In the matrix representation, we had an array of the node items. In the list representation, we will have an array of node objects. Each **node object** will keep track of the node item, the node index, and the outgoing edges.

The `item`

can be any object and the `index`

will be a value within our capacity. The `edges`

will be a list of pairs where the first entry is the index of the target node and the second entry is the weight of the edge.

Since each node will track its neighbors, it is important that we are consistent in our indexing of nodes. If our nodes were to get out of order, then our edges would as well.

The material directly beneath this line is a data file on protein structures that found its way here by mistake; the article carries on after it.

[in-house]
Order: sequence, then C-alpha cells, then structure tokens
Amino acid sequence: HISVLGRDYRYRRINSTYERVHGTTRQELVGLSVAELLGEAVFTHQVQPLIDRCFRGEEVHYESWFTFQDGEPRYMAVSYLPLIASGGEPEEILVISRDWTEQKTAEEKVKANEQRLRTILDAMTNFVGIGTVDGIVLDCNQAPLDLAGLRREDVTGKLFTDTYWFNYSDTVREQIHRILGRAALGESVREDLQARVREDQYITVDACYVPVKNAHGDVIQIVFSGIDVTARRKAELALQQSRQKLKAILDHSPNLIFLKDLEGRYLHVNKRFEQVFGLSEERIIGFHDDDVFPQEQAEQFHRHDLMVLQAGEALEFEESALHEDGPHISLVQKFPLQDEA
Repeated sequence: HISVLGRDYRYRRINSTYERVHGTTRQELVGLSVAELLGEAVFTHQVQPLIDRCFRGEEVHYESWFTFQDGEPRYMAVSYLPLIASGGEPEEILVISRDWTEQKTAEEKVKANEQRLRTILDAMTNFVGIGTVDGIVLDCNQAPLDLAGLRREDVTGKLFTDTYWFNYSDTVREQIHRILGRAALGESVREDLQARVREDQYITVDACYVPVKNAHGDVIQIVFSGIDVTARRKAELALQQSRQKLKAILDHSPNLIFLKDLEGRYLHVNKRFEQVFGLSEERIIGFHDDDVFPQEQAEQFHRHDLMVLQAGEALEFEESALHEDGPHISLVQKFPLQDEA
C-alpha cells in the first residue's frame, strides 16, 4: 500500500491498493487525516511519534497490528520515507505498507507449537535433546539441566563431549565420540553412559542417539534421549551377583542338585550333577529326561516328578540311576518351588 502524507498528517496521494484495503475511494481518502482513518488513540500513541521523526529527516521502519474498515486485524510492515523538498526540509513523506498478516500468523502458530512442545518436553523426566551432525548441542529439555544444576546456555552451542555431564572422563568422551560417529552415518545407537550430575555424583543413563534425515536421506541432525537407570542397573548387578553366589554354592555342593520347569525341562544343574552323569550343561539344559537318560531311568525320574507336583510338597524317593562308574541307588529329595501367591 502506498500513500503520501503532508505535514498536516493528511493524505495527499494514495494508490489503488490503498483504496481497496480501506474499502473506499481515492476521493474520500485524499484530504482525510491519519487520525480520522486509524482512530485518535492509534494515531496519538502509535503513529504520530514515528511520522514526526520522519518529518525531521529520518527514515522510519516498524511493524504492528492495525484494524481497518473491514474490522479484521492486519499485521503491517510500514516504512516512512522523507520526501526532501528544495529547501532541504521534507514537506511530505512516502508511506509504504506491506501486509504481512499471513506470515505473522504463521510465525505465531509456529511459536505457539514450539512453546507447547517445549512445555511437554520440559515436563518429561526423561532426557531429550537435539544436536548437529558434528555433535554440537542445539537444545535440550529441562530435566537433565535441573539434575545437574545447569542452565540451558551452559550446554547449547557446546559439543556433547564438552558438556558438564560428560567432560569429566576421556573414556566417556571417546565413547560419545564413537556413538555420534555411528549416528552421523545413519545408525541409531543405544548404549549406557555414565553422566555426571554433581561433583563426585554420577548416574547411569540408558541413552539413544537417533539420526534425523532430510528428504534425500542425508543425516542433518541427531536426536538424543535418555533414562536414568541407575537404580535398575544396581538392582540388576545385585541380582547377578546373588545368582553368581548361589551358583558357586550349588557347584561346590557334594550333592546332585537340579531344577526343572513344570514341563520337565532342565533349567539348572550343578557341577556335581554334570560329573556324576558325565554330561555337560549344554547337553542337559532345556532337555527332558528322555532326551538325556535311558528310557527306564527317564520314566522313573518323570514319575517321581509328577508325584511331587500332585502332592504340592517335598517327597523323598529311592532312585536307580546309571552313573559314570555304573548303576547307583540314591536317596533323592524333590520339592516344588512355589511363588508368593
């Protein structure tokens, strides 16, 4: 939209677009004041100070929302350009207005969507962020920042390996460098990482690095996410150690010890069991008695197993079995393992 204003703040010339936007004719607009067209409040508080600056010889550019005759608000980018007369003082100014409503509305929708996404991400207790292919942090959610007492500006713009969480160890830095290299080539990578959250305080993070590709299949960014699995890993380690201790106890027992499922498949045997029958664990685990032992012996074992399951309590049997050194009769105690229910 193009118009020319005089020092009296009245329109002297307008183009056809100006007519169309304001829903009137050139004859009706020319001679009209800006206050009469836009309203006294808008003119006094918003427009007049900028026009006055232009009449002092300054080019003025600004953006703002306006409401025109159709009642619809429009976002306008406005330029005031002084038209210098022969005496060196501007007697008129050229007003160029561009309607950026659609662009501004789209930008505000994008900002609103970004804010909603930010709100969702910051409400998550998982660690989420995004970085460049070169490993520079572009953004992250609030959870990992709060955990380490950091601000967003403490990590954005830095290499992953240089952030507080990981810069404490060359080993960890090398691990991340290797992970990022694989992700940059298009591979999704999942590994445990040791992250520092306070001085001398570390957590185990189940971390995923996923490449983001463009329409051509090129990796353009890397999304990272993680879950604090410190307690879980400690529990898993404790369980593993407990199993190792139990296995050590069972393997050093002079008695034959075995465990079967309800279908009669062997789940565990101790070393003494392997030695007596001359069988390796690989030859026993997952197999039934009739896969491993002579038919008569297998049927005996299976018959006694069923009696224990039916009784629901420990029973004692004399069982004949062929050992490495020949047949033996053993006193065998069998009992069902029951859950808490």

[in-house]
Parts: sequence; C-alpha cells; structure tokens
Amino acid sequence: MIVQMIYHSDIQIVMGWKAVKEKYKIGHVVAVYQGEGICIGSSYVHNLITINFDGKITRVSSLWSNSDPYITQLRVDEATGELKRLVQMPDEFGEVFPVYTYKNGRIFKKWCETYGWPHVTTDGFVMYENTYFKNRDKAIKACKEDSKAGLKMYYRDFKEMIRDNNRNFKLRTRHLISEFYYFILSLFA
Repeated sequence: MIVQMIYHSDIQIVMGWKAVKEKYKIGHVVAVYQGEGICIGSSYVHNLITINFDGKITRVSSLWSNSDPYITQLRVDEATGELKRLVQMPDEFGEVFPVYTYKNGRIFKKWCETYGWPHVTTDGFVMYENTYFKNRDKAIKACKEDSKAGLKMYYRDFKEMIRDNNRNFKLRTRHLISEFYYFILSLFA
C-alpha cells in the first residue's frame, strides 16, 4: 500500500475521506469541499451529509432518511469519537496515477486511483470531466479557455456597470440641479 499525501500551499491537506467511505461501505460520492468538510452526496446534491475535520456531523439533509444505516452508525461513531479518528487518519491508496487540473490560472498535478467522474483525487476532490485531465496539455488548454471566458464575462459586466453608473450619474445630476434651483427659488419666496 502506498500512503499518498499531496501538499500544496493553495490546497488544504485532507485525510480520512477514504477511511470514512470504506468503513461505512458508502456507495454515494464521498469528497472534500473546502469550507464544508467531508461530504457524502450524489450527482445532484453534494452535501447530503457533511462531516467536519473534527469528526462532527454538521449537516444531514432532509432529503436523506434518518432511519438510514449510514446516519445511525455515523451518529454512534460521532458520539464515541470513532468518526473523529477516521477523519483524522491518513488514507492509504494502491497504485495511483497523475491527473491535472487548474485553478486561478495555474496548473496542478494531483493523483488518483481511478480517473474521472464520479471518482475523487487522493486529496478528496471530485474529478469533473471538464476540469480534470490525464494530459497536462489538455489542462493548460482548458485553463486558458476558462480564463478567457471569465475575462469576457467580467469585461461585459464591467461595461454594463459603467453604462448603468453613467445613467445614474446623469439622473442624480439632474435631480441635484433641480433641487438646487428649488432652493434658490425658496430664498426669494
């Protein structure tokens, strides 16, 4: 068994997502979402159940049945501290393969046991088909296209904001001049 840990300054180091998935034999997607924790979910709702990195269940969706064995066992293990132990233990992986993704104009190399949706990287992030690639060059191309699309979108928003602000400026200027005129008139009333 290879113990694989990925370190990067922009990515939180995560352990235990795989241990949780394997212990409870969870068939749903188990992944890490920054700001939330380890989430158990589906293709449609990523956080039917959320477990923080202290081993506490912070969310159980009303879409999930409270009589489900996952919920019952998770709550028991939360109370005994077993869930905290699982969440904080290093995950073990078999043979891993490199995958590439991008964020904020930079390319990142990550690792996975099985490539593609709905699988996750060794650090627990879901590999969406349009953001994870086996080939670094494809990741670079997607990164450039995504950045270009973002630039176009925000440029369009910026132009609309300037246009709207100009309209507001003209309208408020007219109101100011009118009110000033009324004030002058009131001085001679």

## Example 1

Consider the following graph which we saw in the matrix representation.

The following list of nodes depicts the graph above. We can see that each node object has the item and index.

If we look closer at the `edges`

of the node with item `A`

and index `1`

, we see that the set of edges is equal to `[(4, 3.0), (6, 4.0)]`

. This corresponds to the fact that there are two edges with the source as node `1`

. The first ordered pair, `(4, 3.0)`

, means that there is an edge with source node `1`

(`A`

) and target node `4`

(`D`

) that has weight `3`

. We can confirm that in our graph we do have an edge from `A`

to `D`

with weight `3`

.

## Example 2

The following includes a couple of examples of loops within our graph.

We have loops on nodes `D`

, `E`

, and `F`

in our graph. Recall that a loop is an edge where the source and target are the same. For example, we have an edge with source `D`

and target `D`

that has weight `12`

. We see this in our list representation in the node object with item `D`

and index `4`

, where we have the entry `(4,12.0)`

in the edges.